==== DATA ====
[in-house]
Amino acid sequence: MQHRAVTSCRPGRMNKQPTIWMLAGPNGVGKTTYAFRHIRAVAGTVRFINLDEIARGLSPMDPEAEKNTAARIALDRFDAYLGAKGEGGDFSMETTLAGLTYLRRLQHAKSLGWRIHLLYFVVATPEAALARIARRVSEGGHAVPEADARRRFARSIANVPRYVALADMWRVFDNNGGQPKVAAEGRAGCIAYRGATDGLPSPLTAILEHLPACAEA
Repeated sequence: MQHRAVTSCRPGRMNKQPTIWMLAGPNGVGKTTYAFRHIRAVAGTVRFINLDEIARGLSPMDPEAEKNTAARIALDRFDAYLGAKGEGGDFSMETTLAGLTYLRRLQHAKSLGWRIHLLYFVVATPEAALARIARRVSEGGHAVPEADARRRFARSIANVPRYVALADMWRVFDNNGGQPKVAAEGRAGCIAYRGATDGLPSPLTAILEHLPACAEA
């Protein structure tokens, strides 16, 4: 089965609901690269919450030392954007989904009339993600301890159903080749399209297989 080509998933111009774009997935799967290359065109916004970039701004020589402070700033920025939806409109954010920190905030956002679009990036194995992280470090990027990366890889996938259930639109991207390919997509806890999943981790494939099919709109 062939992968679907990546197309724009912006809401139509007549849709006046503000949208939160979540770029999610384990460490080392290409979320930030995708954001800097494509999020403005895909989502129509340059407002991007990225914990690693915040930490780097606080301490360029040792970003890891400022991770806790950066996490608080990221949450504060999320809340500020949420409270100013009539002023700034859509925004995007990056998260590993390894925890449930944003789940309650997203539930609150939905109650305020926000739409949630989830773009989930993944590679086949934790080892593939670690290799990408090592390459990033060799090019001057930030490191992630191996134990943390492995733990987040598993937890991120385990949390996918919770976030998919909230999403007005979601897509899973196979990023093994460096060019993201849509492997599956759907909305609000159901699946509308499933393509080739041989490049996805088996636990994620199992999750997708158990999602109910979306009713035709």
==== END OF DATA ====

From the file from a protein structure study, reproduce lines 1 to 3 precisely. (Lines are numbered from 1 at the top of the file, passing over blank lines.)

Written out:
[in-house]
Amino acid sequence: MQHRAVTSCRPGRMNKQPTIWMLAGPNGVGKTTYAFRHIRAVAGTVRFINLDEIARGLSPMDPEAEKNTAARIALDRFDAYLGAKGEGGDFSMETTLAGLTYLRRLQHAKSLGWRIHLLYFVVATPEAALARIARRVSEGGHAVPEADARRRFARSIANVPRYVALADMWRVFDNNGGQPKVAAEGRAGCIAYRGATDGLPSPLTAILEHLPACAEA
Repeated sequence: MQHRAVTSCRPGRMNKQPTIWMLAGPNGVGKTTYAFRHIRAVAGTVRFINLDEIARGLSPMDPEAEKNTAARIALDRFDAYLGAKGEGGDFSMETTLAGLTYLRRLQHAKSLGWRIHLLYFVVATPEAALARIARRVSEGGHAVPEADARRRFARSIANVPRYVALADMWRVFDNNGGQPKVAAEGRAGCIAYRGATDGLPSPLTAILEHLPACAEA